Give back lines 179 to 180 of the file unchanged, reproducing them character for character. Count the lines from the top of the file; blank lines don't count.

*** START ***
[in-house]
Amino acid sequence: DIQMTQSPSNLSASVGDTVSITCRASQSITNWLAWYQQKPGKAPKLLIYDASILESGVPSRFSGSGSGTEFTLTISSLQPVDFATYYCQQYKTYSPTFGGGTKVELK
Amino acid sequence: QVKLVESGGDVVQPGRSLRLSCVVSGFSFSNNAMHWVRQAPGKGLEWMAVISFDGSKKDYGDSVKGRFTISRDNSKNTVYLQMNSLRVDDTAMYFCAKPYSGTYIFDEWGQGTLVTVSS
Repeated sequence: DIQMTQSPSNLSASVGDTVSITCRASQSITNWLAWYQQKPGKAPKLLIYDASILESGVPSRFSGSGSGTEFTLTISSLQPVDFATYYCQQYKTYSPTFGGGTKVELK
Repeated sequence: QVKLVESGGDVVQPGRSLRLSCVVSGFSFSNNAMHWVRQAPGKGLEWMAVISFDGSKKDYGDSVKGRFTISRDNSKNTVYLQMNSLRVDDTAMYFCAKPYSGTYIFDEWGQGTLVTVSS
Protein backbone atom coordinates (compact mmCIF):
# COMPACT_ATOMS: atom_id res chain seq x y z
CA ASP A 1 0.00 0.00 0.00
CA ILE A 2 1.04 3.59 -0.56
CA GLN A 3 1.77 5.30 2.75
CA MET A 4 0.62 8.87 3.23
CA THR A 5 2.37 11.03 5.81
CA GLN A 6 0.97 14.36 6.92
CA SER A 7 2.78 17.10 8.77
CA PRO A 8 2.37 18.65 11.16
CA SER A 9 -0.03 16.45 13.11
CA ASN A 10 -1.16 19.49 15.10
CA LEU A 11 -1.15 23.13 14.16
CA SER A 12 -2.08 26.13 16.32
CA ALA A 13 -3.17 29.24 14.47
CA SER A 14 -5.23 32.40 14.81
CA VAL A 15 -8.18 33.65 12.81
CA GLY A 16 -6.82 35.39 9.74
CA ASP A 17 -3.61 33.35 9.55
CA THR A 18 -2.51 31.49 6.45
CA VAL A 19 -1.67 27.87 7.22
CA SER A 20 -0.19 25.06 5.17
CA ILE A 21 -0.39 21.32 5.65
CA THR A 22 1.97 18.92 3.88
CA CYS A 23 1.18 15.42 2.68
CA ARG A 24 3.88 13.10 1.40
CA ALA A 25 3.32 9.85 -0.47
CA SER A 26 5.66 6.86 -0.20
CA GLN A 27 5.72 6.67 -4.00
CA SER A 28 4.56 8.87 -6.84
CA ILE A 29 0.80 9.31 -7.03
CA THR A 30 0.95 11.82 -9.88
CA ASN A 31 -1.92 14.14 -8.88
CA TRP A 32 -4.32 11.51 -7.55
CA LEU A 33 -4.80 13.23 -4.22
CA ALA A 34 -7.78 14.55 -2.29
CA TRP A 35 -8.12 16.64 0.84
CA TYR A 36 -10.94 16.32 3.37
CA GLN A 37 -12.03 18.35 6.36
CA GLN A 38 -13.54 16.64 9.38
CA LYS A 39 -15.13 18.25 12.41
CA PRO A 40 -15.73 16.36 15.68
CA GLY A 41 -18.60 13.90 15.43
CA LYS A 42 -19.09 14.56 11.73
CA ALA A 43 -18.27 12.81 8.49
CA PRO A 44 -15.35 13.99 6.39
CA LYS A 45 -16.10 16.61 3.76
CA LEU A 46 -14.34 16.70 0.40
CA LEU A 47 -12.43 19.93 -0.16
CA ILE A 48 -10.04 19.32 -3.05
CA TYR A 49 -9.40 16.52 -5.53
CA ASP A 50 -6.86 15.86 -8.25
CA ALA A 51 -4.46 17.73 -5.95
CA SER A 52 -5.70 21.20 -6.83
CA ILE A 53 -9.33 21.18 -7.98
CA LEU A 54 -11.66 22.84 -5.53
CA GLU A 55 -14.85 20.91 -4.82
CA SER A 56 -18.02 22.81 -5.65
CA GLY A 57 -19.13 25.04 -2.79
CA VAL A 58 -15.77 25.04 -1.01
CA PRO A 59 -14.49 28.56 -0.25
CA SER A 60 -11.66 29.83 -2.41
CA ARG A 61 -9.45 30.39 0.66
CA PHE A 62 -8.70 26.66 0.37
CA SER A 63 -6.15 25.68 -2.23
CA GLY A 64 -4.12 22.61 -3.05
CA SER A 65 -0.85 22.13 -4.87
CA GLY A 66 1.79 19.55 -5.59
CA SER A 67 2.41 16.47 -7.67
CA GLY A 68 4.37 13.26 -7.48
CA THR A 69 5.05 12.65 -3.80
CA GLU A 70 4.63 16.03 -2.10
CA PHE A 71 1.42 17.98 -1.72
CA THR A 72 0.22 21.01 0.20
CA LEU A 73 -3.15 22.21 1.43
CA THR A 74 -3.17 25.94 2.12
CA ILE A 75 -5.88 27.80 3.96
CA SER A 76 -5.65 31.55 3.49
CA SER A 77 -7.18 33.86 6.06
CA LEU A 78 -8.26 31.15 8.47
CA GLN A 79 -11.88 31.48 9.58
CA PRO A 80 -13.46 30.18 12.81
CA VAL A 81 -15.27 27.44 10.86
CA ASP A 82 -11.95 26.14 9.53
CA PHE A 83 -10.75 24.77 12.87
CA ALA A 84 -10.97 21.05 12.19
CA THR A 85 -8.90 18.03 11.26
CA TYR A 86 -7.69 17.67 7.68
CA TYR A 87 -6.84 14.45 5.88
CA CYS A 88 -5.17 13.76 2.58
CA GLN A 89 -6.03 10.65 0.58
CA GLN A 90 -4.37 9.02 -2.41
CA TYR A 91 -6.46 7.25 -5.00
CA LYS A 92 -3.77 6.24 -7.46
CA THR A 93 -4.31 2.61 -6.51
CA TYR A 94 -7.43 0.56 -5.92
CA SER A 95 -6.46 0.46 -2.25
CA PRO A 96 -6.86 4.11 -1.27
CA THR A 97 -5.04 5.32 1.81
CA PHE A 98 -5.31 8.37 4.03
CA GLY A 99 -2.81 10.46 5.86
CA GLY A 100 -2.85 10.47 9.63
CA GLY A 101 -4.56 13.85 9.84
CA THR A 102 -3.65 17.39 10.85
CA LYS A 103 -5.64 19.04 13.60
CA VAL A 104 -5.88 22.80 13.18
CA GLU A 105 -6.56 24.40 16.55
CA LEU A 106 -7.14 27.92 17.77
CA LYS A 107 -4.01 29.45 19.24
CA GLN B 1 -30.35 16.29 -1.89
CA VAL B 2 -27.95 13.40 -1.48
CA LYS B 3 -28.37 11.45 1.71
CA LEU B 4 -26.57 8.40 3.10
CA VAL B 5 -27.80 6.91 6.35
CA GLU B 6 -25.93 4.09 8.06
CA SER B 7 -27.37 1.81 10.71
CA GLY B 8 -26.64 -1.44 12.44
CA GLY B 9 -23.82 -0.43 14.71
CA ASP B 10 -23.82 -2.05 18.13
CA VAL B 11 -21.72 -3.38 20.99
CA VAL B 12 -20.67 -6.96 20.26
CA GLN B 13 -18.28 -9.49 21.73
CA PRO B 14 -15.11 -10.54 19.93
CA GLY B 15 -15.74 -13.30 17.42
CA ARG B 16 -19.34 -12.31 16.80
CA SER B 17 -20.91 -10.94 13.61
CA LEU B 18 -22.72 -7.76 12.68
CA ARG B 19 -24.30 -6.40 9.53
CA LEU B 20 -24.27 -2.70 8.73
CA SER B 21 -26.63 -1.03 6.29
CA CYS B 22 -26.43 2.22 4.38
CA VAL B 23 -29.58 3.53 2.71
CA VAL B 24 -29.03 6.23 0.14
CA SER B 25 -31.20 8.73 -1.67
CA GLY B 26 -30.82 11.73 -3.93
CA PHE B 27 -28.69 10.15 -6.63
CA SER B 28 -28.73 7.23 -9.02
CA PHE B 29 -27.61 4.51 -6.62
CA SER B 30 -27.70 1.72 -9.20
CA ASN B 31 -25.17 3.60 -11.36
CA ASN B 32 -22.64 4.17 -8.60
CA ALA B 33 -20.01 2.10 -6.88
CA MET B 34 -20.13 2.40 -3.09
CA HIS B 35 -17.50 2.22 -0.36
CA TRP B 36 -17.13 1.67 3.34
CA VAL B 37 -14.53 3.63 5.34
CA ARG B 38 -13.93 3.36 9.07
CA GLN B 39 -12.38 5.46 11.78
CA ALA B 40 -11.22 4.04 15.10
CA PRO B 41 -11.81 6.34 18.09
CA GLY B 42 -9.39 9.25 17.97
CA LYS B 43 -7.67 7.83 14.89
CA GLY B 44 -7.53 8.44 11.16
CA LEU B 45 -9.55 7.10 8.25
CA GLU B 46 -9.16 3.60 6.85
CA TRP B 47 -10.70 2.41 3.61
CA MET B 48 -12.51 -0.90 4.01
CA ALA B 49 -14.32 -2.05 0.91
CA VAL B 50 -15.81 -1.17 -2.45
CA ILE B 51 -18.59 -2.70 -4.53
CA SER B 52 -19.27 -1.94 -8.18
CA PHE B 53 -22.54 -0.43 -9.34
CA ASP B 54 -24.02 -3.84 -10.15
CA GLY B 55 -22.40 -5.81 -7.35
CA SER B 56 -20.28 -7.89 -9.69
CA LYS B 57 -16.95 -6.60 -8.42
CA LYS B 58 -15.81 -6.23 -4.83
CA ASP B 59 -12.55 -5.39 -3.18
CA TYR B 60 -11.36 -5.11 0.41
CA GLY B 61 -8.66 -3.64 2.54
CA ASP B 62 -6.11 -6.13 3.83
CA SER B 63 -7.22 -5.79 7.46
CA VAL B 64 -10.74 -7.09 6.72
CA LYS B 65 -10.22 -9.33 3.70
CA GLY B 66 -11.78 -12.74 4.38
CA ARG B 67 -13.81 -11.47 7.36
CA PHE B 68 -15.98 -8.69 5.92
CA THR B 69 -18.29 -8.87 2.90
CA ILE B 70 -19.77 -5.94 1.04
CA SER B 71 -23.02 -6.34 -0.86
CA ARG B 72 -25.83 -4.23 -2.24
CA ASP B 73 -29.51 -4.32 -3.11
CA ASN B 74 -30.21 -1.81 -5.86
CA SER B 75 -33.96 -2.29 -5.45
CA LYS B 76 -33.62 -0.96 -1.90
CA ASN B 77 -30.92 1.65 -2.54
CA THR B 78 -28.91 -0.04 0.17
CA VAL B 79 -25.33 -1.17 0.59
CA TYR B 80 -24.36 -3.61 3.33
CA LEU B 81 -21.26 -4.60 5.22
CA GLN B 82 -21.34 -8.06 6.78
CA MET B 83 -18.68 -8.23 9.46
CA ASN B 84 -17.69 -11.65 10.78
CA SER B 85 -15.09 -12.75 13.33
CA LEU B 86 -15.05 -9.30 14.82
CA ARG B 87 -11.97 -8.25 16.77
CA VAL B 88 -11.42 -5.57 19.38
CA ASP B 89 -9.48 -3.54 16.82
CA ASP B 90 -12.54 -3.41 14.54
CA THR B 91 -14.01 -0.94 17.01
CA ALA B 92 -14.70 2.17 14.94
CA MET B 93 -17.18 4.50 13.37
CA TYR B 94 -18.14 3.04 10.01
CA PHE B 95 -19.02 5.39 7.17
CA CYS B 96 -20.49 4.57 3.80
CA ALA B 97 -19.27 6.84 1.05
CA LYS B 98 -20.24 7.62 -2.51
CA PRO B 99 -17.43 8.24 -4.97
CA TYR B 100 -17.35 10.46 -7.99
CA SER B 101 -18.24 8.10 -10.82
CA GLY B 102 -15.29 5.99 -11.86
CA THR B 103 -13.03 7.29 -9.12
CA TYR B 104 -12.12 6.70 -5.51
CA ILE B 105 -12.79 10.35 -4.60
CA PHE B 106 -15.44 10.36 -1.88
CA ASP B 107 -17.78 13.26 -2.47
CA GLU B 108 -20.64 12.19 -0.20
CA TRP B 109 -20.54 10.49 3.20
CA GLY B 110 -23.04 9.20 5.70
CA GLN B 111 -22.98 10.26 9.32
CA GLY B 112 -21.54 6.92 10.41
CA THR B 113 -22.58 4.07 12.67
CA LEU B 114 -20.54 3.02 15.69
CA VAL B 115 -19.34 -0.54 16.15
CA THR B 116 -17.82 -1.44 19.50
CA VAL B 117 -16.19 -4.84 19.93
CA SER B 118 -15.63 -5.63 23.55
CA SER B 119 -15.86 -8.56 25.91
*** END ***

CA LYS B 65 -10.22 -9.33 3.70
CA GLY B 66 -11.78 -12.74 4.38